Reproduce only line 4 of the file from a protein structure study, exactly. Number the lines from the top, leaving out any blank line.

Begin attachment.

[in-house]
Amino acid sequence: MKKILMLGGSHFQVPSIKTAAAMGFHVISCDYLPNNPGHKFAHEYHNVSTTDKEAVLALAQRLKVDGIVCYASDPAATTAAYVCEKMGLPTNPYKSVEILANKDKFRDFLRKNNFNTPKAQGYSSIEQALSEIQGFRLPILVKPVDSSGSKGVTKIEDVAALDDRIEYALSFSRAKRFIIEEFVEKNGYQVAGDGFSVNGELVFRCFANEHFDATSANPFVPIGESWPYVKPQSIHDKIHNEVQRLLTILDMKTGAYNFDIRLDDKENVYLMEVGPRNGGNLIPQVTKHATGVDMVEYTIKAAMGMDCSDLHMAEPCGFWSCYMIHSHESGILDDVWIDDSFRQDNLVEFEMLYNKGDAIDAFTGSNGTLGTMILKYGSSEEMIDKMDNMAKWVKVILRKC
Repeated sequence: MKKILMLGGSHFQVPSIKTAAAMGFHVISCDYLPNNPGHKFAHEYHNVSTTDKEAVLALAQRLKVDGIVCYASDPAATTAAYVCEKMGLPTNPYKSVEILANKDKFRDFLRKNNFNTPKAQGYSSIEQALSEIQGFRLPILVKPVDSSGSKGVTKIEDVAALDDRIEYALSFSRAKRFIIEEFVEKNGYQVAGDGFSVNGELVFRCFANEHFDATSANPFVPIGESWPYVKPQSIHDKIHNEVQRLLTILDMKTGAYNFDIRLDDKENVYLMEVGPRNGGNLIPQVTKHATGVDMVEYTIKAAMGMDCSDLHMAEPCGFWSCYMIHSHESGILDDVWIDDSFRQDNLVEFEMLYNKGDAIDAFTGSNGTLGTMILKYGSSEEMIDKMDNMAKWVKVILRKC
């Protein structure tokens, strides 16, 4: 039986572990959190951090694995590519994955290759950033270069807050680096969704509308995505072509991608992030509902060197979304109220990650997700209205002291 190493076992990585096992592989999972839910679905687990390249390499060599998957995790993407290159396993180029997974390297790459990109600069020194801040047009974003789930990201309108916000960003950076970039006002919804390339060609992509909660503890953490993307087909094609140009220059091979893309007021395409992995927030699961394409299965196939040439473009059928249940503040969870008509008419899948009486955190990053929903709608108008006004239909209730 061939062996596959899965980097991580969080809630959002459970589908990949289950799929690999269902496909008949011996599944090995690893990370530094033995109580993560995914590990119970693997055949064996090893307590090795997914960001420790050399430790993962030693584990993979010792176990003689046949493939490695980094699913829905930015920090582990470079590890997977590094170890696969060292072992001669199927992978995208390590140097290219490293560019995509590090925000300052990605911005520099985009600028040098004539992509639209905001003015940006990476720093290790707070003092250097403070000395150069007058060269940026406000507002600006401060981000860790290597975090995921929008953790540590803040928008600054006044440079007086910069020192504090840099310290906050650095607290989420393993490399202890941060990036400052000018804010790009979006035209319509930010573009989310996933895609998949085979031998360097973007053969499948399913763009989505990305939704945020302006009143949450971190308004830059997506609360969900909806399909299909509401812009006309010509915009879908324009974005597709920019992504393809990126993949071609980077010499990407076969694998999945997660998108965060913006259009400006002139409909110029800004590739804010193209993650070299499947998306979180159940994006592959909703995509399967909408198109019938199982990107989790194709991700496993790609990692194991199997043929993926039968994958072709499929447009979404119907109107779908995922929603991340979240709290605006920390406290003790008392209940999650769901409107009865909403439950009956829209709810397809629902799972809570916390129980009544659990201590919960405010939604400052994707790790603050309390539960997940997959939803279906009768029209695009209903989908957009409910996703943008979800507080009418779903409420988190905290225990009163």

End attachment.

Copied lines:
């Protein structure tokens, strides 16, 4: 039986572990959190951090694995590519994955290759950033270069807050680096969704509308995505072509991608992030509902060197979304109220990650997700209205002291 190493076992990585096992592989999972839910679905687990390249390499060599998957995790993407290159396993180029997974390297790459990109600069020194801040047009974003789930990201309108916000960003950076970039006002919804390339060609992509909660503890953490993307087909094609140009220059091979893309007021395409992995927030699961394409299965196939040439473009059928249940503040969870008509008419899948009486955190990053929903709608108008006004239909209730 061939062996596959899965980097991580969080809630959002459970589908990949289950799929690999269902496909008949011996599944090995690893990370530094033995109580993560995914590990119970693997055949064996090893307590090795997914960001420790050399430790993962030693584990993979010792176990003689046949493939490695980094699913829905930015920090582990470079590890997977590094170890696969060292072992001669199927992978995208390590140097290219490293560019995509590090925000300052990605911005520099985009600028040098004539992509639209905001003015940006990476720093290790707070003092250097403070000395150069007058060269940026406000507002600006401060981000860790290597975090995921929008953790540590803040928008600054006044440079007086910069020192504090840099310290906050650095607290989420393993490399202890941060990036400052000018804010790009979006035209319509930010573009989310996933895609998949085979031998360097973007053969499948399913763009989505990305939704945020302006009143949450971190308004830059997506609360969900909806399909299909509401812009006309010509915009879908324009974005597709920019992504393809990126993949071609980077010499990407076969694998999945997660998108965060913006259009400006002139409909110029800004590739804010193209993650070299499947998306979180159940994006592959909703995509399967909408198109019938199982990107989790194709991700496993790609990692194991199997043929993926039968994958072709499929447009979404119907109107779908995922929603991340979240709290605006920390406290003790008392209940999650769901409107009865909403439950009956829209709810397809629902799972809570916390129980009544659990201590919960405010939604400052994707790790603050309390539960997940997959939803279906009768029209695009209903989908957009409910996703943008979800507080009418779903409420988190905290225990009163």